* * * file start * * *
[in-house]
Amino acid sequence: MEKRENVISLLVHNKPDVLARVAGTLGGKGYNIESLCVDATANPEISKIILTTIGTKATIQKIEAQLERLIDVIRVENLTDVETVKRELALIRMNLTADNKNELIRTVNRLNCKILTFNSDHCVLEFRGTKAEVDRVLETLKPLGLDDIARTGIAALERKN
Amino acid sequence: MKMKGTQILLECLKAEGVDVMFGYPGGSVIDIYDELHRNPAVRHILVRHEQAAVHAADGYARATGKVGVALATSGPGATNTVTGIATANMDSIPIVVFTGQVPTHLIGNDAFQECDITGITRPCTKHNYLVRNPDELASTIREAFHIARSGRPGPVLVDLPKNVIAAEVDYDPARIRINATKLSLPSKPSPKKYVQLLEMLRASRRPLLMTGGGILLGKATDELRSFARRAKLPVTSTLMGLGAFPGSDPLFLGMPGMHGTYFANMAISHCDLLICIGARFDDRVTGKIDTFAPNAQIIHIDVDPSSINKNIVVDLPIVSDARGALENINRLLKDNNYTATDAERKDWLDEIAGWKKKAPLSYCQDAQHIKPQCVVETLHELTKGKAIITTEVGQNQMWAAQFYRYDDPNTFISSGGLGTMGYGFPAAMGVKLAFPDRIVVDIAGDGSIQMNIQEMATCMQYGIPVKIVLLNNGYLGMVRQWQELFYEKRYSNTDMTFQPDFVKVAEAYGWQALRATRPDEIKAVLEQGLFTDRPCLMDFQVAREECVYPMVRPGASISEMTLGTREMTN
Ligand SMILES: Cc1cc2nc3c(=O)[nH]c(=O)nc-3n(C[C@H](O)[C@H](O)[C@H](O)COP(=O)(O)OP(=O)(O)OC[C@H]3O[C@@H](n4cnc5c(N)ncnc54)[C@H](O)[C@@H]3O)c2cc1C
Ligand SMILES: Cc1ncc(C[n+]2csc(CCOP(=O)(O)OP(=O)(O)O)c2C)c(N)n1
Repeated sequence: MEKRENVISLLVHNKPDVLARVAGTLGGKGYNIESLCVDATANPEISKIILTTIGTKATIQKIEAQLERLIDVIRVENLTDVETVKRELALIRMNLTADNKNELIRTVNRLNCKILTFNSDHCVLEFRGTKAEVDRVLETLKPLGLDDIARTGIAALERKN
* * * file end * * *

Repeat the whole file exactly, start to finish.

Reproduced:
[in-house]
Amino acid sequence: MEKRENVISLLVHNKPDVLARVAGTLGGKGYNIESLCVDATANPEISKIILTTIGTKATIQKIEAQLERLIDVIRVENLTDVETVKRELALIRMNLTADNKNELIRTVNRLNCKILTFNSDHCVLEFRGTKAEVDRVLETLKPLGLDDIARTGIAALERKN
Amino acid sequence: MKMKGTQILLECLKAEGVDVMFGYPGGSVIDIYDELHRNPAVRHILVRHEQAAVHAADGYARATGKVGVALATSGPGATNTVTGIATANMDSIPIVVFTGQVPTHLIGNDAFQECDITGITRPCTKHNYLVRNPDELASTIREAFHIARSGRPGPVLVDLPKNVIAAEVDYDPARIRINATKLSLPSKPSPKKYVQLLEMLRASRRPLLMTGGGILLGKATDELRSFARRAKLPVTSTLMGLGAFPGSDPLFLGMPGMHGTYFANMAISHCDLLICIGARFDDRVTGKIDTFAPNAQIIHIDVDPSSINKNIVVDLPIVSDARGALENINRLLKDNNYTATDAERKDWLDEIAGWKKKAPLSYCQDAQHIKPQCVVETLHELTKGKAIITTEVGQNQMWAAQFYRYDDPNTFISSGGLGTMGYGFPAAMGVKLAFPDRIVVDIAGDGSIQMNIQEMATCMQYGIPVKIVLLNNGYLGMVRQWQELFYEKRYSNTDMTFQPDFVKVAEAYGWQALRATRPDEIKAVLEQGLFTDRPCLMDFQVAREECVYPMVRPGASISEMTLGTREMTN
Ligand SMILES: Cc1cc2nc3c(=O)[nH]c(=O)nc-3n(C[C@H](O)[C@H](O)[C@H](O)COP(=O)(O)OP(=O)(O)OC[C@H]3O[C@@H](n4cnc5c(N)ncnc54)[C@H](O)[C@@H]3O)c2cc1C
Ligand SMILES: Cc1ncc(C[n+]2csc(CCOP(=O)(O)OP(=O)(O)O)c2C)c(N)n1
Repeated sequence: MEKRENVISLLVHNKPDVLARVAGTLGGKGYNIESLCVDATANPEISKIILTTIGTKATIQKIEAQLERLIDVIRVENLTDVETVKRELALIRMNLTADNKNELIRTVNRLNCKILTFNSDHCVLEFRGTKAEVDRVLETLKPLGLDDIARTGIAALERKN